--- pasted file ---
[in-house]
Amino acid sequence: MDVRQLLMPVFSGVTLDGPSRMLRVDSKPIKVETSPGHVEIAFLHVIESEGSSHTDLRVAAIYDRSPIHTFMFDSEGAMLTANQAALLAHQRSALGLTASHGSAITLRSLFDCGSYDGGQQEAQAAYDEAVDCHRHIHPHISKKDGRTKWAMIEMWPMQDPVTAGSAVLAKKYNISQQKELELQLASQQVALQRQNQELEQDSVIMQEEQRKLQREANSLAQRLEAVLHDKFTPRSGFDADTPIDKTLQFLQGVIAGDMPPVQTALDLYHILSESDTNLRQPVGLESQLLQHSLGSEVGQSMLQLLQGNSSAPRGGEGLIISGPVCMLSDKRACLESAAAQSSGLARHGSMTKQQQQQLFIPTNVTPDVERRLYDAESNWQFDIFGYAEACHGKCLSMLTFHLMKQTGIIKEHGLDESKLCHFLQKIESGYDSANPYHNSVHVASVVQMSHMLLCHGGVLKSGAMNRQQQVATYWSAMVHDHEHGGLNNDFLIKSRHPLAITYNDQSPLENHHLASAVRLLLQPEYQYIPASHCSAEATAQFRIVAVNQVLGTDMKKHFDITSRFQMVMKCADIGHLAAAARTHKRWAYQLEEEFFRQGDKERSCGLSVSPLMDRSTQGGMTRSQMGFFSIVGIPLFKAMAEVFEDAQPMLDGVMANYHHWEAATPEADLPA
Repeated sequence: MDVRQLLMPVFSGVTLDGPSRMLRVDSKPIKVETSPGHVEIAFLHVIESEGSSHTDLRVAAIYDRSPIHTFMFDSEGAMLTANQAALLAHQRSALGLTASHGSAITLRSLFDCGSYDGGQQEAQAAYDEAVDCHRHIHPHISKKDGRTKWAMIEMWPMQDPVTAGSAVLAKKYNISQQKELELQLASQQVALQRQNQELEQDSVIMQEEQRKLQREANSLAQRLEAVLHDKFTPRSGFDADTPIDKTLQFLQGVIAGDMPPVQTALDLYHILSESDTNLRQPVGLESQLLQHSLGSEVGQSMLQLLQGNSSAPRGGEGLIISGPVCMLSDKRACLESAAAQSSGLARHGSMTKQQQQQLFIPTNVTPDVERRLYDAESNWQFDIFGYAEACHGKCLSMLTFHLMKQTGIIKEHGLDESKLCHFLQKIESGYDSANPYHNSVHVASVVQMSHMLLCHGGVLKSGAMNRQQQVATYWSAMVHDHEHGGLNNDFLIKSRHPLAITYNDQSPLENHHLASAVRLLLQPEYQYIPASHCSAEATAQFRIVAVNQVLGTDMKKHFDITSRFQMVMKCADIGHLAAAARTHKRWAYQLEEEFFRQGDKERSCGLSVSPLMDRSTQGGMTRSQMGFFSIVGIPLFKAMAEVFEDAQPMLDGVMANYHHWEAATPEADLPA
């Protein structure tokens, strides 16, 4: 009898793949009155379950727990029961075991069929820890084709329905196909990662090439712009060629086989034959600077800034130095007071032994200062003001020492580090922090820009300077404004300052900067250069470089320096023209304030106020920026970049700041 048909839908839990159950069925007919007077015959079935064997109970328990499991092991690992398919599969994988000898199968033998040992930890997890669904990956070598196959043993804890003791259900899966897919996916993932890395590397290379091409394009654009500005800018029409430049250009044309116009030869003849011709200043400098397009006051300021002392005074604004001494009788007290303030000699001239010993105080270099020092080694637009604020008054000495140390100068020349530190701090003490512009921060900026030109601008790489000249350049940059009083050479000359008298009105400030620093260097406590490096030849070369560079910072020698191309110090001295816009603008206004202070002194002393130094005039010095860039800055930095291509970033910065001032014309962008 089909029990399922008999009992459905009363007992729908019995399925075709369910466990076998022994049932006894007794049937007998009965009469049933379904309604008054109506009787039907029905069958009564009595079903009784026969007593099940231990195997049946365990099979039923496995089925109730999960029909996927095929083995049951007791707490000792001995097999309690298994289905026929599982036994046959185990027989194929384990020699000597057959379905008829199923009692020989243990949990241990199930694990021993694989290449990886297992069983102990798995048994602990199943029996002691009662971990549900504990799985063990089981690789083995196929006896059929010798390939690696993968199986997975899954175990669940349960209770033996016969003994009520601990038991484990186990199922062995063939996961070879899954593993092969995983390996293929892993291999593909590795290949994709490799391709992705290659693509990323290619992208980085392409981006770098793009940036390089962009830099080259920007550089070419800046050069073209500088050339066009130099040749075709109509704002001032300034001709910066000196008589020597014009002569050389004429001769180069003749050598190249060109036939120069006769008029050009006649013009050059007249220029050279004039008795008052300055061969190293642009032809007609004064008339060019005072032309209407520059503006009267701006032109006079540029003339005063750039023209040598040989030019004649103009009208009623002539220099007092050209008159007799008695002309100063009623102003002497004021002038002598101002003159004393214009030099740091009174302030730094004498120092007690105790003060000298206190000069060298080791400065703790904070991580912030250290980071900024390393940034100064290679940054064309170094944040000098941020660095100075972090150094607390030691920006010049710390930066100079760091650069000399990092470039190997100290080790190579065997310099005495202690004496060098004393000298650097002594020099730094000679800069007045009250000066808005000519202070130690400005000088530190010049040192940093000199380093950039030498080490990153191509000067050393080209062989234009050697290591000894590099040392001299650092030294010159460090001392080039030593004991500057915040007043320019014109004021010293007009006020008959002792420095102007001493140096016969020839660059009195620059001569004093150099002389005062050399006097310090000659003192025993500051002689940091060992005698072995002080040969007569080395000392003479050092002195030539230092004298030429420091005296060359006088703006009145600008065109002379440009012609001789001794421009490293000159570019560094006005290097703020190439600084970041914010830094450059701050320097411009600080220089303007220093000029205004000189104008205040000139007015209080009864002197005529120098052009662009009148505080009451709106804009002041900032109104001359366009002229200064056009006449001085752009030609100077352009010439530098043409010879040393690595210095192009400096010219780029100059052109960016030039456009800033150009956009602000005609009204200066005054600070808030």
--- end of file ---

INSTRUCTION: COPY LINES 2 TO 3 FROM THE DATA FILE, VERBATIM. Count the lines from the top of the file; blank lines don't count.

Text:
Amino acid sequence: MDVRQLLMPVFSGVTLDGPSRMLRVDSKPIKVETSPGHVEIAFLHVIESEGSSHTDLRVAAIYDRSPIHTFMFDSEGAMLTANQAALLAHQRSALGLTASHGSAITLRSLFDCGSYDGGQQEAQAAYDEAVDCHRHIHPHISKKDGRTKWAMIEMWPMQDPVTAGSAVLAKKYNISQQKELELQLASQQVALQRQNQELEQDSVIMQEEQRKLQREANSLAQRLEAVLHDKFTPRSGFDADTPIDKTLQFLQGVIAGDMPPVQTALDLYHILSESDTNLRQPVGLESQLLQHSLGSEVGQSMLQLLQGNSSAPRGGEGLIISGPVCMLSDKRACLESAAAQSSGLARHGSMTKQQQQQLFIPTNVTPDVERRLYDAESNWQFDIFGYAEACHGKCLSMLTFHLMKQTGIIKEHGLDESKLCHFLQKIESGYDSANPYHNSVHVASVVQMSHMLLCHGGVLKSGAMNRQQQVATYWSAMVHDHEHGGLNNDFLIKSRHPLAITYNDQSPLENHHLASAVRLLLQPEYQYIPASHCSAEATAQFRIVAVNQVLGTDMKKHFDITSRFQMVMKCADIGHLAAAARTHKRWAYQLEEEFFRQGDKERSCGLSVSPLMDRSTQGGMTRSQMGFFSIVGIPLFKAMAEVFEDAQPMLDGVMANYHHWEAATPEADLPA
Repeated sequence: MDVRQLLMPVFSGVTLDGPSRMLRVDSKPIKVETSPGHVEIAFLHVIESEGSSHTDLRVAAIYDRSPIHTFMFDSEGAMLTANQAALLAHQRSALGLTASHGSAITLRSLFDCGSYDGGQQEAQAAYDEAVDCHRHIHPHISKKDGRTKWAMIEMWPMQDPVTAGSAVLAKKYNISQQKELELQLASQQVALQRQNQELEQDSVIMQEEQRKLQREANSLAQRLEAVLHDKFTPRSGFDADTPIDKTLQFLQGVIAGDMPPVQTALDLYHILSESDTNLRQPVGLESQLLQHSLGSEVGQSMLQLLQGNSSAPRGGEGLIISGPVCMLSDKRACLESAAAQSSGLARHGSMTKQQQQQLFIPTNVTPDVERRLYDAESNWQFDIFGYAEACHGKCLSMLTFHLMKQTGIIKEHGLDESKLCHFLQKIESGYDSANPYHNSVHVASVVQMSHMLLCHGGVLKSGAMNRQQQVATYWSAMVHDHEHGGLNNDFLIKSRHPLAITYNDQSPLENHHLASAVRLLLQPEYQYIPASHCSAEATAQFRIVAVNQVLGTDMKKHFDITSRFQMVMKCADIGHLAAAARTHKRWAYQLEEEFFRQGDKERSCGLSVSPLMDRSTQGGMTRSQMGFFSIVGIPLFKAMAEVFEDAQPMLDGVMANYHHWEAATPEADLPA